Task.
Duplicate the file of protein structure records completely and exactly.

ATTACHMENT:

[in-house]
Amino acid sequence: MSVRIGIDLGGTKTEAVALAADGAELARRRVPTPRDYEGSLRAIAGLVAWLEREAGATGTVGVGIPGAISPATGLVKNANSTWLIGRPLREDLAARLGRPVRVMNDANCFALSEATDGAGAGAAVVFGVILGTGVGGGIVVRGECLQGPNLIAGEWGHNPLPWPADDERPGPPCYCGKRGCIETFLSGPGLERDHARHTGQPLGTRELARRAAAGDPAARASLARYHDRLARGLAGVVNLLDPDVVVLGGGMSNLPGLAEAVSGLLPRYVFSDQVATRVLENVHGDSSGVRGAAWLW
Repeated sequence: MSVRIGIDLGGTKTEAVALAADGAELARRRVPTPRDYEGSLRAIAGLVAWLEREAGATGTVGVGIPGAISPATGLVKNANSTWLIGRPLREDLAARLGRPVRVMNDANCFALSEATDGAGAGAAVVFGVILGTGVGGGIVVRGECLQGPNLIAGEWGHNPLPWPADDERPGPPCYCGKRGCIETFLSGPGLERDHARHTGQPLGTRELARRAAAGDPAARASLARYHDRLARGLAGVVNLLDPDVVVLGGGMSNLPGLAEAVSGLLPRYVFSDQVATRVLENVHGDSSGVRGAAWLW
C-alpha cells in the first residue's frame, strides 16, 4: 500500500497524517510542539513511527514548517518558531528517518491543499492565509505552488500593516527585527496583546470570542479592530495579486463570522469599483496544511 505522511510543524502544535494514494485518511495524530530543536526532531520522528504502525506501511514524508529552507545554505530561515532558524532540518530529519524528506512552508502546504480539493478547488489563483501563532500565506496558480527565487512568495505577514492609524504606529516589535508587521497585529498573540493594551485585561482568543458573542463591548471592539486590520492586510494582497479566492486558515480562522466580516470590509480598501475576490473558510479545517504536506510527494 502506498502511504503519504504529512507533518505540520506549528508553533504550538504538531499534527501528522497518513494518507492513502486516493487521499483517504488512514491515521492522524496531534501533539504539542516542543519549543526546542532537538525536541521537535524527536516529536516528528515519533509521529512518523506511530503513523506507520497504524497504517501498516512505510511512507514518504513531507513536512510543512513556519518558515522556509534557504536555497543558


[in-house]
Amino acid sequence: MSVRIGIDLGGTKTEAVALAADGAELARRRVPTPRDYEGSLRAIAGLVAWLEREAGATGTVGVGIPGAISPATGLVKNANSTWLIGRPLREDLAARLGRPVRVMNDANCFALSEATDGAGAGAAVVFGVILGTGVGGGIVVRGECLQGPNLIAGEWGHNPLPWPADDERPGPPCYCGKRGCIETFLSGPGLERDHARHTGQPLGTRELARRAAAGDPAARASLARYHDRLARGLAGVVNLLDPDVVVLGGGMSNLPGLAEAVSGLLPRYVFSDQVATRVLENVHGDSSGVRGAAWLW
Repeated sequence: MSVRIGIDLGGTKTEAVALAADGAELARRRVPTPRDYEGSLRAIAGLVAWLEREAGATGTVGVGIPGAISPATGLVKNANSTWLIGRPLREDLAARLGRPVRVMNDANCFALSEATDGAGAGAAVVFGVILGTGVGGGIVVRGECLQGPNLIAGEWGHNPLPWPADDERPGPPCYCGKRGCIETFLSGPGLERDHARHTGQPLGTRELARRAAAGDPAARASLARYHDRLARGLAGVVNLLDPDVVVLGGGMSNLPGLAEAVSGLLPRYVFSDQVATRVLENVHGDSSGVRGAAWLW
C-alpha cells in the first residue's frame, strides 16, 4: 500500500497524517510542539513511527514548517518558531528517518491543499492565509505552488500593516527585527496583546470570542479592530495579486463570522469599483496544511 505522511510543524502544535494514494485518511495524530530543536526532531520522528504502525506501511514524508529552507545554505530561515532558524532540518530529519524528506512552508502546504480539493478547488489563483501563532500565506496558480527565487512568495505577514492609524504606529516589535508587521497585529498573540493594551485585561482568543458573542463591548471592539486590520492586510494582497479566492486558515480562522466580516470590509480598501475576490473558510479545517504536506510527494 502506498502511504503519504504529512507533518505540520506549528508553533504550538504538531499534527501528522497518513494518507492513502486516493487521499483517504488512514491515521492522524496531534501533539504539542516542543519549543526546542532537538525536541521537535524527536516529536516528528515519533509521529512518523506511530503513523506507520497504524497504517501498516512505510511512507514518504513531507513536512510543512513556519518558515522556509534557504536555497543558